Are we causing a mass extinction in our oceans?
Research shows that many areas of today's oceans have conditions that parallel those of 250 million years ago, when 95 percent of marine species quickly died out.
(Page 4 of 4)
"The big picture is, if you're looking in places for which we have good data" – Europe, North America, New Zealand, Australia and the high seas – "fish populations are generally stable and in some cases improving, especially in the U.S.," said Ray Hilborn, a population ecologist at the University of Washington. Hilborn is co-author of a 2009 article published in the journal Science that found reason for hope in certain ecosystems, where management practices have prevented or, more frequently, reduced overfishing.Skip to next paragraph
Subscribe Today to the Monitor
But given the lack of international oversight on fisheries, "I'm not terribly optimistic about their future," Hilborn said.
Boris Worm, a marine biologist at Dalhousie University in Nova Scotia, Canada, and the lead author of the 2009 fisheries study, was less optimistic about the current health of fisheries. "Even in the best places it's very mixed," he said.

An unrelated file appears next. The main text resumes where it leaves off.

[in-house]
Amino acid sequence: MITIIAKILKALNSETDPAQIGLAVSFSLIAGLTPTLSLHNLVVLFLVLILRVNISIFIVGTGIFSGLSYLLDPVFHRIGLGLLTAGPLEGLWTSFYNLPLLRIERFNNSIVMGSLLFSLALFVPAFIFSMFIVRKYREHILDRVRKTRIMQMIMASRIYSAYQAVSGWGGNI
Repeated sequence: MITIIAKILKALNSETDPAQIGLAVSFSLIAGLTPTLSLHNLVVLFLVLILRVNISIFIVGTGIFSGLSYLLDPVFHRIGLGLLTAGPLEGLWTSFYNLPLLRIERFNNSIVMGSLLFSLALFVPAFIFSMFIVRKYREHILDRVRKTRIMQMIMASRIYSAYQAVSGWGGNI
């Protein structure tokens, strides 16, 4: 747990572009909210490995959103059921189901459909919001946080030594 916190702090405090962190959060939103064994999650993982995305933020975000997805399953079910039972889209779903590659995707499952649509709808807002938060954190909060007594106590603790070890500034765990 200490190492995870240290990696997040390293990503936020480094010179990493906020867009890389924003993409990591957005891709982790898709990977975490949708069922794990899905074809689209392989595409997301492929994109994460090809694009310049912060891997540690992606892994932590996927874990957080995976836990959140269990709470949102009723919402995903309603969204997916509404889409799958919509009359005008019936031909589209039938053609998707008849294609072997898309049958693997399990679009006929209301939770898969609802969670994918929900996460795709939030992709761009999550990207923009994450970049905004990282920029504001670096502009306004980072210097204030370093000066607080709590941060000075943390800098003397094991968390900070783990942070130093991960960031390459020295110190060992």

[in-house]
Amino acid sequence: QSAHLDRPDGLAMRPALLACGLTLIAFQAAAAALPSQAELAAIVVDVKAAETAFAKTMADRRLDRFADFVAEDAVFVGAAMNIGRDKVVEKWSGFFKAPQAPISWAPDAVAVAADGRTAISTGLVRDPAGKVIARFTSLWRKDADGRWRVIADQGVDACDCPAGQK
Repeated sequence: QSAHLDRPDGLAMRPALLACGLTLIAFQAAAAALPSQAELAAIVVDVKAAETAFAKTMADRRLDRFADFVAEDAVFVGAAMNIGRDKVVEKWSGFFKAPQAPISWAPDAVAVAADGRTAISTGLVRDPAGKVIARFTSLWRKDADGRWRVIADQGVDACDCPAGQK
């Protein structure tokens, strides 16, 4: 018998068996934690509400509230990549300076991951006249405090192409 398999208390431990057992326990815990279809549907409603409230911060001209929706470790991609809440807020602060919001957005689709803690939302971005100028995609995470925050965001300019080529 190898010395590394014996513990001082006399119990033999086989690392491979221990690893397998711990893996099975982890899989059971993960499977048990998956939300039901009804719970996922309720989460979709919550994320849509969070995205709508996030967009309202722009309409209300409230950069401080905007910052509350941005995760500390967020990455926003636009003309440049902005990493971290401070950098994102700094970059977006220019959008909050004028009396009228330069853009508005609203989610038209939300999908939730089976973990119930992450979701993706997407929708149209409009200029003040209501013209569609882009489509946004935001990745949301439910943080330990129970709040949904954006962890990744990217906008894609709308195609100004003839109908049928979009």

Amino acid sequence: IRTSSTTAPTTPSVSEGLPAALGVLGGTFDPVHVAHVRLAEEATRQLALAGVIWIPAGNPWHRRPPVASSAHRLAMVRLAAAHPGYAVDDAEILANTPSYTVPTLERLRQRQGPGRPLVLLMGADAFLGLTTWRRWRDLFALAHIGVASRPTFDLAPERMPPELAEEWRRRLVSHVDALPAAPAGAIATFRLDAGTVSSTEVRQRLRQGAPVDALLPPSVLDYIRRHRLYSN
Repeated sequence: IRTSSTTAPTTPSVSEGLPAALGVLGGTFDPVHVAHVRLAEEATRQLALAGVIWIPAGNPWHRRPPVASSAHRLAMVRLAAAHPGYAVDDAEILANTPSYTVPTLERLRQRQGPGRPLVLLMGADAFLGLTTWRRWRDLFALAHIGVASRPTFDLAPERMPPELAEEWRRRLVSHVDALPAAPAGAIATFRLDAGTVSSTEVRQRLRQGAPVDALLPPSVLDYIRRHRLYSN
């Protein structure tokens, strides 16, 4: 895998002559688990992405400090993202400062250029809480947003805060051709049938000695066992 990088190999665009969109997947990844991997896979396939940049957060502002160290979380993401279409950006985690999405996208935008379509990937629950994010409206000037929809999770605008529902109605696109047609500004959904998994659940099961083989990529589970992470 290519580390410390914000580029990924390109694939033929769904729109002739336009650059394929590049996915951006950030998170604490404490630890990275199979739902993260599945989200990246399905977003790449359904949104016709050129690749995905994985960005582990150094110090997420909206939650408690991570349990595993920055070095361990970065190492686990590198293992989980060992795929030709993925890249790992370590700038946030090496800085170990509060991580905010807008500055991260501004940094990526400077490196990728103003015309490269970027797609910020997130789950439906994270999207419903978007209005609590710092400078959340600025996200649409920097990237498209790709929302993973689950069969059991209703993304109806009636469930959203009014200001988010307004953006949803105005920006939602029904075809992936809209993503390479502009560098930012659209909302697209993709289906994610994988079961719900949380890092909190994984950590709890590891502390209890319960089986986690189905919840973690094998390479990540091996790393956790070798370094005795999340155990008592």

Humanity has solutions
Tony Haymet, director of the Scripps Institution of Oceanography at the University of California, San Diego, describes the oceans, like the atmosphere, as victims of "the tragedy of the commons: everybody owns them, and nobody owns them."
"But on the positive side, there are three things that I think that at least we have the prospect of addressing," he said. These include signs of international movement to address overfishing, the creation of marine reserves, and the prospect that the U.S. Senate might finally ratify the United Nations Convention on the Law of the Sea, which establishes international rules governing the use of the oceans.
Although there are hurdles, aquaculture also has the potential to become a safe, sustainable source of protein, he said.
Others aren't so optimistic. Humans have the technology and the knowledge to stop the ecological havoc we are wreaking, but we lack the wisdom to use it responsibly, Caldeira told LiveScience in an e-mail.
"If current trends continue, the extinctions of the coming decades will be clearly visible to future geologists comparable in scale to the great extinction events in Earth's history," he wrote. "I think it will be an enigmatic extinction. Future geologists will try to figure out why we apparently tried to kill off so many species, but they will find it hard to believe that simple reason is stupidity."
- Gulf Oil Spil: Animals at Risk
- Infographic: Tallest Mountain to Deepest Ocean Trench
- The Biggest Oceans and Seas